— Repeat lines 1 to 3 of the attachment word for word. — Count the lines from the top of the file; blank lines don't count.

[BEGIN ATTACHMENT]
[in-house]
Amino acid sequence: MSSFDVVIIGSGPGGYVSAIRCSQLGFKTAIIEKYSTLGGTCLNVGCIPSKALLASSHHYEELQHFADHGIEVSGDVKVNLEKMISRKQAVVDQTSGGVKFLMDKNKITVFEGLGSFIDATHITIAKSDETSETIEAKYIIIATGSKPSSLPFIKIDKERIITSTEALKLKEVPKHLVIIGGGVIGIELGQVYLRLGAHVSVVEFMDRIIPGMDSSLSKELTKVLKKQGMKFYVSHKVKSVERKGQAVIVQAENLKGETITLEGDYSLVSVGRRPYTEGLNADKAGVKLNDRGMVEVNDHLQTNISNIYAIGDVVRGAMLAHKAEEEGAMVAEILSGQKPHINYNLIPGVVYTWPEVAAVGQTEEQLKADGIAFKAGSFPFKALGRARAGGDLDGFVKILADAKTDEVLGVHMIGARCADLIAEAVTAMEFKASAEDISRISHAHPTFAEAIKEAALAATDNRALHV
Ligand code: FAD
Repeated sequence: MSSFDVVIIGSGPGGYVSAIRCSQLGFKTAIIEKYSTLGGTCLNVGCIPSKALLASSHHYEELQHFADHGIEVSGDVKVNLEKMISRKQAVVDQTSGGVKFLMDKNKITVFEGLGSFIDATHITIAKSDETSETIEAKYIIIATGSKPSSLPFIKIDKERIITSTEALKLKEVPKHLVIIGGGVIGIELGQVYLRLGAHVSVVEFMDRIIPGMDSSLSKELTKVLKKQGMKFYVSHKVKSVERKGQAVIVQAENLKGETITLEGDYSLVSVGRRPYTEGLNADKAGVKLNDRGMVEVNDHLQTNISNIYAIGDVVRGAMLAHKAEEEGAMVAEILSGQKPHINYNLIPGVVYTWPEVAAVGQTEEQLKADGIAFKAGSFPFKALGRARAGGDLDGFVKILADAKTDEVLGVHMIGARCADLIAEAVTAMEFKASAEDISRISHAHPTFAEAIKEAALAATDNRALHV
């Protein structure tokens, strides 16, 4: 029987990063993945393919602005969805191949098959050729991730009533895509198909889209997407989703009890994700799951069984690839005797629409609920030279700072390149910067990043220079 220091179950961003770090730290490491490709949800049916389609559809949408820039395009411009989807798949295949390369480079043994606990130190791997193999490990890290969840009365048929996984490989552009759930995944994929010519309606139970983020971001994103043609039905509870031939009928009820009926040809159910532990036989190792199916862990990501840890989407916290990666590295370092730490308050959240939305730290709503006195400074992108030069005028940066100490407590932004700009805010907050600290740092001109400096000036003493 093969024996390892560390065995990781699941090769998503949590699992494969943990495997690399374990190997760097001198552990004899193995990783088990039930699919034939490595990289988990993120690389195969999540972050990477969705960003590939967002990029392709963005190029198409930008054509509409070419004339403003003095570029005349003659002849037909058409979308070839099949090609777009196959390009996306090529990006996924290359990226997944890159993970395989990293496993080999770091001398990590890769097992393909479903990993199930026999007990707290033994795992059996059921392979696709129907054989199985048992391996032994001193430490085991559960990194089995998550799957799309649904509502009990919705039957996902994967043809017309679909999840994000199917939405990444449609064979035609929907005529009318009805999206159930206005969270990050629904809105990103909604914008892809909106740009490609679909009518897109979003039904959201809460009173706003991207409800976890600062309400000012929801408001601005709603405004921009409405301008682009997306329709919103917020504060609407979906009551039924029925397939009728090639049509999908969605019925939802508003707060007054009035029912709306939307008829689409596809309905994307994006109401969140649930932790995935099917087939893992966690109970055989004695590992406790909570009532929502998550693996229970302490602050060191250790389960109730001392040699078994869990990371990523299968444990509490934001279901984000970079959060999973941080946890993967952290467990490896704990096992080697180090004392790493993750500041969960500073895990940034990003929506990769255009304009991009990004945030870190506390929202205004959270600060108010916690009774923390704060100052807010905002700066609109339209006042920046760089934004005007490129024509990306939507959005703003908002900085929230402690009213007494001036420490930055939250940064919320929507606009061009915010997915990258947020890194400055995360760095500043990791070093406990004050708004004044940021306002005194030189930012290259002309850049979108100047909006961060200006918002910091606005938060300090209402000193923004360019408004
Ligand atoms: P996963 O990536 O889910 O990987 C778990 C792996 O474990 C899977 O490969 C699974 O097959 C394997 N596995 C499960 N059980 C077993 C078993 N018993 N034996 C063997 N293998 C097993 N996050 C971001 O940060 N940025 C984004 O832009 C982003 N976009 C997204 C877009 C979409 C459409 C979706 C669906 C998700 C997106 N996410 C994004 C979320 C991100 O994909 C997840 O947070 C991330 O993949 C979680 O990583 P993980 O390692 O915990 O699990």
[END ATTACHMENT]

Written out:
[in-house]
Amino acid sequence: MSSFDVVIIGSGPGGYVSAIRCSQLGFKTAIIEKYSTLGGTCLNVGCIPSKALLASSHHYEELQHFADHGIEVSGDVKVNLEKMISRKQAVVDQTSGGVKFLMDKNKITVFEGLGSFIDATHITIAKSDETSETIEAKYIIIATGSKPSSLPFIKIDKERIITSTEALKLKEVPKHLVIIGGGVIGIELGQVYLRLGAHVSVVEFMDRIIPGMDSSLSKELTKVLKKQGMKFYVSHKVKSVERKGQAVIVQAENLKGETITLEGDYSLVSVGRRPYTEGLNADKAGVKLNDRGMVEVNDHLQTNISNIYAIGDVVRGAMLAHKAEEEGAMVAEILSGQKPHINYNLIPGVVYTWPEVAAVGQTEEQLKADGIAFKAGSFPFKALGRARAGGDLDGFVKILADAKTDEVLGVHMIGARCADLIAEAVTAMEFKASAEDISRISHAHPTFAEAIKEAALAATDNRALHV
Ligand code: FAD